I know that this is hard for many people. The annuals you’ve planted early in the summer are finally starting to put out their first flowers, and some gardener like me tells you to cut those off immediately. “What?” you think… “I’m supposed to get rid of the color I’ve been waiting three weeks for?” Yes. Do it.
Annuals are on a mission to create seeds for the future, and the flowers are the first step in fulfilling that goal. But your goal is to have as many flowers in the brief summer season as possible. So your job is to say to that plant, “Not so fast! You have to make many, many more flowers before you make seeds.” and the first step in conveying that message is to cut off that first flower. This will prompt the plant to produce more stems and become bushier, which will also lead to more flowers. Win win, I say…more color for you and more opportunities for creating seeds for the plant.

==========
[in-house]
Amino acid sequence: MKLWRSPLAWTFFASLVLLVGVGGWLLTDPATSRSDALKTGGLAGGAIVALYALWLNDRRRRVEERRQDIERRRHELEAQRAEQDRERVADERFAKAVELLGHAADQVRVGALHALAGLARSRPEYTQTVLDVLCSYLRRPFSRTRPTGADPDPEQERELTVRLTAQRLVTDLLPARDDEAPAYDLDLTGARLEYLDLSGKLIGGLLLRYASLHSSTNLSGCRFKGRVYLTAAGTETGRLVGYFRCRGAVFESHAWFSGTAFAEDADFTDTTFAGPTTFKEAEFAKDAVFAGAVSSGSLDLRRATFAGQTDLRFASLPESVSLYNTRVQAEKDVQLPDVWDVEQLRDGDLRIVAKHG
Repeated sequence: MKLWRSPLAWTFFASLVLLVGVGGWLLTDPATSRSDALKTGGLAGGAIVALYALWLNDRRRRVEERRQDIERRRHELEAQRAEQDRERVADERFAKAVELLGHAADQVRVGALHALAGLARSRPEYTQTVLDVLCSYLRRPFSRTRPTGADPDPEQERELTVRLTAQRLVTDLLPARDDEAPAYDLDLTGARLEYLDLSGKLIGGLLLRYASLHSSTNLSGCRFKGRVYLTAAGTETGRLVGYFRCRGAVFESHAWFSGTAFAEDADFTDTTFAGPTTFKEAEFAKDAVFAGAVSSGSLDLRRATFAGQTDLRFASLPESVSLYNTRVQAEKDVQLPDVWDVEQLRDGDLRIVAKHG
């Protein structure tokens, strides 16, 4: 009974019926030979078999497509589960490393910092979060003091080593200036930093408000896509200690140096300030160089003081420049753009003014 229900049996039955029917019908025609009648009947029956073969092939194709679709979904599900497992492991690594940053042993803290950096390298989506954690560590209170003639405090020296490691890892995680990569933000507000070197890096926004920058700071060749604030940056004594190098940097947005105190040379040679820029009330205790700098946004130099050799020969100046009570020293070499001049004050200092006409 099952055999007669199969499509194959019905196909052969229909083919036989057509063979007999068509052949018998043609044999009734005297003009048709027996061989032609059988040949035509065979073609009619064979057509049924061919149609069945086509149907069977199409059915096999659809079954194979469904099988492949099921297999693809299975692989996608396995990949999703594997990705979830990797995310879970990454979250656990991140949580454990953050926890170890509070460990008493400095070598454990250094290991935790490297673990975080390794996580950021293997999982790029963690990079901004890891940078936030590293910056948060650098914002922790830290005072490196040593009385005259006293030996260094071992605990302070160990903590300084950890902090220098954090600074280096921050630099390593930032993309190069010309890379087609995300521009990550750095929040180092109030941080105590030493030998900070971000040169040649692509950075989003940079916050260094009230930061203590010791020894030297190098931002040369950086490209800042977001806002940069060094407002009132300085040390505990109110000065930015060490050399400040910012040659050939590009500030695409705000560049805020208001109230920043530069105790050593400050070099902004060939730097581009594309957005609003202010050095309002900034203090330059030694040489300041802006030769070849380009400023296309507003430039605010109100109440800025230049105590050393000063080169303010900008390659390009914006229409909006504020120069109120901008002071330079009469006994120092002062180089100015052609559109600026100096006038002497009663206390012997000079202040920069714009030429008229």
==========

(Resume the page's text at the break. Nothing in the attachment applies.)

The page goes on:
Here are photos from my Annual Alley that prove the point.
Don’t be afraid…cut those first annual flowers off! Just do it.
Thank you for the info !!!
Thanks for this great article!useful info! Will share!
I see the wisdom , but my question is why can’t I just cut them for a bouquet? Is there a reason you just only cut the flower head off and leave the stem attached in the plant?
A great question, Rebecca. Early in the summer the stems on these annuals haven’t lengthened very much. So if I cut even a 3 or 4 inch stem for putting them into small vases I’d also be, in most cases, removing the two flower buds below the top one. So these could be put in tiny vases if you’d like, or floated in a bowl of water. I get the same pleasure from seeing the colorful cuttings in the basket, and I know that I’ll have dozens of bouquet flowers with longer stems by the end of July. In fact, I’ll update the blog now with a photo from today, the 21st of July.